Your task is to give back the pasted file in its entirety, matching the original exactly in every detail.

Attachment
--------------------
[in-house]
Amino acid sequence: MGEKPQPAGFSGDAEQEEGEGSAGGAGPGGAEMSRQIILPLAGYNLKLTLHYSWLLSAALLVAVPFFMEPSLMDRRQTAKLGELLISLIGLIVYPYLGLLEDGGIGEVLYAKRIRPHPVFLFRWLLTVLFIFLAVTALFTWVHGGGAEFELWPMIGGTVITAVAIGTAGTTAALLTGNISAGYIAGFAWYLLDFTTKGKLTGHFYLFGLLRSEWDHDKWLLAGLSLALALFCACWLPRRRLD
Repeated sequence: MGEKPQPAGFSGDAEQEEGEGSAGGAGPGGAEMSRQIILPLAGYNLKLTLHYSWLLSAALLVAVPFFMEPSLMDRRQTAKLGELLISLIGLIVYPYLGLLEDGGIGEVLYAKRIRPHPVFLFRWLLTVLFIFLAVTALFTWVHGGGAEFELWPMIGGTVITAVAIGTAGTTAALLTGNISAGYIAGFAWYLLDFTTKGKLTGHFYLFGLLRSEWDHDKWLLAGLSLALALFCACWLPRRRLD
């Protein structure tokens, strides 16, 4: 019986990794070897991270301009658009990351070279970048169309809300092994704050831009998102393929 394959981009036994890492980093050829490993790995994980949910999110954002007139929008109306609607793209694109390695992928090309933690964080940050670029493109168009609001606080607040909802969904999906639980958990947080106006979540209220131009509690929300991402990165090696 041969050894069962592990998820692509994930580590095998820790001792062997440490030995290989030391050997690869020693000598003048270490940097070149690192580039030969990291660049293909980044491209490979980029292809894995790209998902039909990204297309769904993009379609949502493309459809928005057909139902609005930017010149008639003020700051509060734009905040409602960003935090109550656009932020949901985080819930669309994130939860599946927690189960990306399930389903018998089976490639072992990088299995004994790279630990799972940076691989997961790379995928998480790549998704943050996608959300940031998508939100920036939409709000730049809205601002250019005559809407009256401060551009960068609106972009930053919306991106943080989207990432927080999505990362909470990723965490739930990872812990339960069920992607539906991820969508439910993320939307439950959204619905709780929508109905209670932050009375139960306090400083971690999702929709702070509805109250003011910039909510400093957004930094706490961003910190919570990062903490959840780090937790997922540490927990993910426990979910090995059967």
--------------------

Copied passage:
[in-house]
Amino acid sequence: MGEKPQPAGFSGDAEQEEGEGSAGGAGPGGAEMSRQIILPLAGYNLKLTLHYSWLLSAALLVAVPFFMEPSLMDRRQTAKLGELLISLIGLIVYPYLGLLEDGGIGEVLYAKRIRPHPVFLFRWLLTVLFIFLAVTALFTWVHGGGAEFELWPMIGGTVITAVAIGTAGTTAALLTGNISAGYIAGFAWYLLDFTTKGKLTGHFYLFGLLRSEWDHDKWLLAGLSLALALFCACWLPRRRLD
Repeated sequence: MGEKPQPAGFSGDAEQEEGEGSAGGAGPGGAEMSRQIILPLAGYNLKLTLHYSWLLSAALLVAVPFFMEPSLMDRRQTAKLGELLISLIGLIVYPYLGLLEDGGIGEVLYAKRIRPHPVFLFRWLLTVLFIFLAVTALFTWVHGGGAEFELWPMIGGTVITAVAIGTAGTTAALLTGNISAGYIAGFAWYLLDFTTKGKLTGHFYLFGLLRSEWDHDKWLLAGLSLALALFCACWLPRRRLD
């Protein structure tokens, strides 16, 4: 019986990794070897991270301009658009990351070279970048169309809300092994704050831009998102393929 394959981009036994890492980093050829490993790995994980949910999110954002007139929008109306609607793209694109390695992928090309933690964080940050670029493109168009609001606080607040909802969904999906639980958990947080106006979540209220131009509690929300991402990165090696 041969050894069962592990998820692509994930580590095998820790001792062997440490030995290989030391050997690869020693000598003048270490940097070149690192580039030969990291660049293909980044491209490979980029292809894995790209998902039909990204297309769904993009379609949502493309459809928005057909139902609005930017010149008639003020700051509060734009905040409602960003935090109550656009932020949901985080819930669309994130939860599946927690189960990306399930389903018998089976490639072992990088299995004994790279630990799972940076691989997961790379995928998480790549998704943050996608959300940031998508939100920036939409709000730049809205601002250019005559809407009256401060551009960068609106972009930053919306991106943080989207990432927080999505990362909470990723965490739930990872812990339960069920992607539906991820969508439910993320939307439950959204619905709780929508109905209670932050009375139960306090400083971690999702929709702070509805109250003011910039909510400093957004930094706490961003910190919570990062903490959840780090937790997922540490927990993910426990979910090995059967």